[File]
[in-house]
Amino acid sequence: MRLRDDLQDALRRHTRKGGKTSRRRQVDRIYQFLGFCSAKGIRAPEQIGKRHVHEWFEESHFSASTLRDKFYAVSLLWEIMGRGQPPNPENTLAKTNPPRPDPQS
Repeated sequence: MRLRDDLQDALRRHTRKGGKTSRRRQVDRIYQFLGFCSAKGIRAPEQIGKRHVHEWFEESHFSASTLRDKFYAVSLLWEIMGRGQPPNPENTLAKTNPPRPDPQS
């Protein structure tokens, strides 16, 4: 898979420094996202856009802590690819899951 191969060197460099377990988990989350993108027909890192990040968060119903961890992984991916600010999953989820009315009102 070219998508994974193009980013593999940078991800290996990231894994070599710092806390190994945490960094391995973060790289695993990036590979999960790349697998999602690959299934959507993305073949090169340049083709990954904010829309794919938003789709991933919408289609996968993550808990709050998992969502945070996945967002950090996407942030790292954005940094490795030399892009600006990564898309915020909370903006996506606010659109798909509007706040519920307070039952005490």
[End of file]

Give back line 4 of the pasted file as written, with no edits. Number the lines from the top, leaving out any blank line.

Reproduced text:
């Protein structure tokens, strides 16, 4: 898979420094996202856009802590690819899951 191969060197460099377990988990989350993108027909890192990040968060119903961890992984991916600010999953989820009315009102 070219998508994974193009980013593999940078991800290996990231894994070599710092806390190994945490960094391995973060790289695993990036590979999960790349697998999602690959299934959507993305073949090169340049083709990954904010829309794919938003789709991933919408289609996968993550808990709050998992969502945070996945967002950090996407942030790292954005940094490795030399892009600006990564898309915020909370903006996506606010659109798909509007706040519920307070039952005490």